Monthly Archives: November 2015

Wyoming Newspapers Named Among Best Genealogy Resources

For the second year in a row, Family Tree Magazine has named Wyoming Newspapers in its list of the 75 Best State Websites list for genealogy research. They state on their site:

We spotted a clear trend in selecting this year’s best state websites for genealogy: Many states are developing collaborative websites that give researchers access to digitized items from multiple archives, museums and libraries. With everything from oral histories and city directories to Civil War diaries and photographs, these sites offer plenty of material that could not only add names, dates and places to your family tree, but also add insights into your ancestors’ lives.

Making Wyoming’s historic newspapers available to the world for education and historical research, including genealogy, is the cornerstone of Wyoming Newspapers. Historians, genealogists, students, and other scholars rely on them to provide a first-hand and sometimes the only account of local news. Many newspapers only lasted a short time, and many have disappeared just like the boom-and-bust ghost towns of the past. Wyoming Newspapers currently includes over 340 historic Wyoming newspapers and more than 800,000 pages
Visit Wyoming Newspapers at
See the full 75 Best State Websites list from Family Tree Magazine at

Call for Speakers for Big Talk From Small Libraries 2016

The Call for Speakers for Big Talk From Small Libraries 2016 is now open. This free one-day online conference will be held February 26. Small libraries of all types – public, academic, school, museum, special, etc. – are encouraged to submit a proposal.

Do you offer a service or program at your small library that other librarians might like to hear about? Have you implemented a new (or old) technology, hosted an event, partnered with others in your community, or just done something really cool? The Big Talk From Small Libraries online conference gives you the opportunity to share what you’ve done, while learning what your colleagues in other small libraries are doing. Here are some possible topics to get you thinking:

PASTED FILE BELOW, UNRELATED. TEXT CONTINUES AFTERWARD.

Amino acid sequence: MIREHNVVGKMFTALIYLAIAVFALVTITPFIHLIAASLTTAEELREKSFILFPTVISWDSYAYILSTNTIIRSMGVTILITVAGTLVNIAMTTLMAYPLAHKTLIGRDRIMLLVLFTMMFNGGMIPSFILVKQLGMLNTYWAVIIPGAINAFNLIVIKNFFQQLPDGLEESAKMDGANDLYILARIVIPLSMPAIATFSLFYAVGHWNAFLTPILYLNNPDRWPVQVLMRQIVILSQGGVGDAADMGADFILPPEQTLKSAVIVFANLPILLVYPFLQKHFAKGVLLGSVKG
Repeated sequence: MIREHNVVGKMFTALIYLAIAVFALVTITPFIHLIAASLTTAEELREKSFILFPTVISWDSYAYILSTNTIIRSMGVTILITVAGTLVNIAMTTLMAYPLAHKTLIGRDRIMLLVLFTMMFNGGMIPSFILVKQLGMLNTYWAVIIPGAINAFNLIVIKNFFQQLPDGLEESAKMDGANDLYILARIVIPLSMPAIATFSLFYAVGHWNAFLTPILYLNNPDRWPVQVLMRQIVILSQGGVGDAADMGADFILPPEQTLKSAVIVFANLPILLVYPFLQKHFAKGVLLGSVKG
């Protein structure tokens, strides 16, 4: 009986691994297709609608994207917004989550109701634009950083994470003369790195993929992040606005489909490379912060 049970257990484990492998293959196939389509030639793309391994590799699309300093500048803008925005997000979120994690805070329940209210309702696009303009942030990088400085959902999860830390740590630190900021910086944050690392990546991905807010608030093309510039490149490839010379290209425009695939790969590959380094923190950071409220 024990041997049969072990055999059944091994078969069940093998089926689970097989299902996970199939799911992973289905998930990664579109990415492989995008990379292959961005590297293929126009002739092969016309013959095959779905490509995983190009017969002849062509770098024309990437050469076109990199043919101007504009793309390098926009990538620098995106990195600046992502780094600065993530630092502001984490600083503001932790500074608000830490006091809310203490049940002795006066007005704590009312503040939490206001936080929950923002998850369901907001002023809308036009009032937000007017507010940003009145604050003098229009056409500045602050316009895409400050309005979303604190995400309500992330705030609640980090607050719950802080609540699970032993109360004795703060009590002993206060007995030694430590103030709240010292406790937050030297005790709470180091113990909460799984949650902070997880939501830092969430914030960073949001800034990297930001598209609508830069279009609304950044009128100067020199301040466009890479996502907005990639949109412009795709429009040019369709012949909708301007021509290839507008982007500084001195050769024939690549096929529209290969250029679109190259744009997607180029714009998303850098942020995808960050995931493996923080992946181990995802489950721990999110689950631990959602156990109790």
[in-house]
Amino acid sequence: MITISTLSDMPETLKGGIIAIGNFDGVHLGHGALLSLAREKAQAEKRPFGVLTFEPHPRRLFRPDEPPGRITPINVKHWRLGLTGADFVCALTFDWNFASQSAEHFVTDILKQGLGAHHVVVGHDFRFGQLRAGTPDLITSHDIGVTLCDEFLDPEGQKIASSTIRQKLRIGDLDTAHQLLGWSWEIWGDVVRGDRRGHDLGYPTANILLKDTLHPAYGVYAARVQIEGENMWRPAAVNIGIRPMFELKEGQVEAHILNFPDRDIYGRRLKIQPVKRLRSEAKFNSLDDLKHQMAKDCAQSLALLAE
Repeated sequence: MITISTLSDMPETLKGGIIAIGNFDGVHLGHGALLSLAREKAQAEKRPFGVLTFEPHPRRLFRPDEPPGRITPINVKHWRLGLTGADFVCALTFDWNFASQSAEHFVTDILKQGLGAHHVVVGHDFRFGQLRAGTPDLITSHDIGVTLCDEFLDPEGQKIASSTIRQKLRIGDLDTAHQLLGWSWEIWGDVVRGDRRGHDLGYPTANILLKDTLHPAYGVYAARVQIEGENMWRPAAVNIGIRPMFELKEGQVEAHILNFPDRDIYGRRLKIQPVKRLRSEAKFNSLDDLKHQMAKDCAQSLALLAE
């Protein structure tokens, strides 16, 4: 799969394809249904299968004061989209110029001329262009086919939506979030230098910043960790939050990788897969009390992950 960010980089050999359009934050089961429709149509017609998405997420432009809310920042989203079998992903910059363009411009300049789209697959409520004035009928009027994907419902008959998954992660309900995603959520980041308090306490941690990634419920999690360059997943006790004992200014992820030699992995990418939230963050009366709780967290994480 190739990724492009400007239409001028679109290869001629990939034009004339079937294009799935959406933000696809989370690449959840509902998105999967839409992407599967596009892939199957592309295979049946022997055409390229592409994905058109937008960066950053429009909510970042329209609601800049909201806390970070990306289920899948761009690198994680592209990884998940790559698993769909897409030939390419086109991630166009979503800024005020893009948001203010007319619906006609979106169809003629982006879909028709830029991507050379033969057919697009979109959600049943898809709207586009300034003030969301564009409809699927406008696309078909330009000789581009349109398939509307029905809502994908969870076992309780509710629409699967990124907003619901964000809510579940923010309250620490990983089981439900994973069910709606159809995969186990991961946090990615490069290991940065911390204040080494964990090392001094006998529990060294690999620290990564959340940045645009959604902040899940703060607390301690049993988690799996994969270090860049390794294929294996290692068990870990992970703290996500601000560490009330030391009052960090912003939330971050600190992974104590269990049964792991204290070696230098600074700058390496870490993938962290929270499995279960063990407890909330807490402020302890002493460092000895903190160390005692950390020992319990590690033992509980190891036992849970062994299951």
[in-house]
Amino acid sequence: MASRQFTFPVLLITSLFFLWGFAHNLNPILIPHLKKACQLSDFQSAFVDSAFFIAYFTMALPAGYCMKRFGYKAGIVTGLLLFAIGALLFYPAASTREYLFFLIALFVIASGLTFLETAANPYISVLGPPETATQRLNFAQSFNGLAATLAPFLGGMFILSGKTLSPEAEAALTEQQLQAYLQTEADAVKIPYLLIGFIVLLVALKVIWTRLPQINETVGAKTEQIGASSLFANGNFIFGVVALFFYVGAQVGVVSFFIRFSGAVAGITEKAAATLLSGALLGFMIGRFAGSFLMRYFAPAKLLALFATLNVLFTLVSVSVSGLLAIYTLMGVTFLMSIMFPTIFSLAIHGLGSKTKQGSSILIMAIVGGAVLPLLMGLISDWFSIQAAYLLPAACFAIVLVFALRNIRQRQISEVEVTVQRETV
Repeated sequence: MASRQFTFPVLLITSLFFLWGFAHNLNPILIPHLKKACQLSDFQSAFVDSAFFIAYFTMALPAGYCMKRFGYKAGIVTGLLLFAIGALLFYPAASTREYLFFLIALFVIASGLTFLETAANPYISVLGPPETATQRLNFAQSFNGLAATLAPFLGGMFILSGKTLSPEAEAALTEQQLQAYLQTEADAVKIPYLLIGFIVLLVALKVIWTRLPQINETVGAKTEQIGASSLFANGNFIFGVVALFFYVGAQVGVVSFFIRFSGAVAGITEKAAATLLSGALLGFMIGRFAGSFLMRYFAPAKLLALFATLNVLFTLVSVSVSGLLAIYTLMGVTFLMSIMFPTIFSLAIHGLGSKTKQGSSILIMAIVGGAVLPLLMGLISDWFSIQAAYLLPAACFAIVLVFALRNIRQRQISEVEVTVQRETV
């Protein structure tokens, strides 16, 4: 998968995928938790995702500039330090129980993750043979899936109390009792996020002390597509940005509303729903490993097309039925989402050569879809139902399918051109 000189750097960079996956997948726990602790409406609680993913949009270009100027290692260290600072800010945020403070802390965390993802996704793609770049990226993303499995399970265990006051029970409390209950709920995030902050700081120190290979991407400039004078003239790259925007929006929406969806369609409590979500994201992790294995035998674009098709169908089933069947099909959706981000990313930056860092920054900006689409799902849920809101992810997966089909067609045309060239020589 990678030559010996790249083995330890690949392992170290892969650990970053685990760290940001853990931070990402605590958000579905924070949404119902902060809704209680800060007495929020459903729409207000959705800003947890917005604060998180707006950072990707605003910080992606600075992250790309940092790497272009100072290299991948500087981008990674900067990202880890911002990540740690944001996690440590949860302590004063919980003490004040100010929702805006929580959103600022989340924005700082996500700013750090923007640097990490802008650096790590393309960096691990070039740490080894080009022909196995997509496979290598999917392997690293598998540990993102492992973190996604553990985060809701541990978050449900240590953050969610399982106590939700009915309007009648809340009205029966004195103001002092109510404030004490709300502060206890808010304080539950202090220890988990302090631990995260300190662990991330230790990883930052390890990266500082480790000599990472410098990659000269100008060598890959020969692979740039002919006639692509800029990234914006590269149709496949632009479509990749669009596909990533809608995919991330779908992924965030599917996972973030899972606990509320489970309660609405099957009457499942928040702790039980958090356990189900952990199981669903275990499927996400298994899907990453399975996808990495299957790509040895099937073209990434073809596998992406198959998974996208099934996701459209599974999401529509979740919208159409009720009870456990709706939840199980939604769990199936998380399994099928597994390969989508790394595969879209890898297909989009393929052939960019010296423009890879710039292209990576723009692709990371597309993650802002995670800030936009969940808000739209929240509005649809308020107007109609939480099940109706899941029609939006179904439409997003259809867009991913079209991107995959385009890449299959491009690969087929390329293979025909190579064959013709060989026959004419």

• Unique Libraries
  • Special Collections
  • New buildings
  • Fundraising
  • Improved Workflows
  • Staff Development
  • Advocacy Efforts
  • Community Partnerships
  • That great thing you’re doing at your library!

For Big Talk From Small Libraries 2016, they’re looking for seven 50-minute presentations and five 10-minute “lightning round” presentations.

Big Talk From Small Libraries 2016 will be held on Friday, February 26, 2016 between 7:45 a.m. and 4:00 p.m. Mountain Time via the GoToWebinar online meeting service. Speakers will be able to present their programs from their own desktops. The schedule will accommodate speakers’ time-zones.

If you are interested in presenting, submit your proposal by Friday, January 8, 2016. Speakers from libraries serving fewer than 10,000 people will be preferred, but presentations from libraries with larger service populations will be considered.

Learn more at

Library Journal Calls for Paralibrarian of the Year Nominations

From Library Journal

Library Journal will honor one support staffer with its 17th annual Paralibrarian of the Year award in its March 1, 2016, issue. The award, sponsored by DEMCO, comes with a $1,500 cash prize and a reception to honor the winner at the American Library Association conference in June. The award recognizes the essential role of paralibrarians, now the largest constituency of library workers, in providing excellent library service. It places special emphasis on the efforts of the winner to further the role of paralibrarians in the library profession.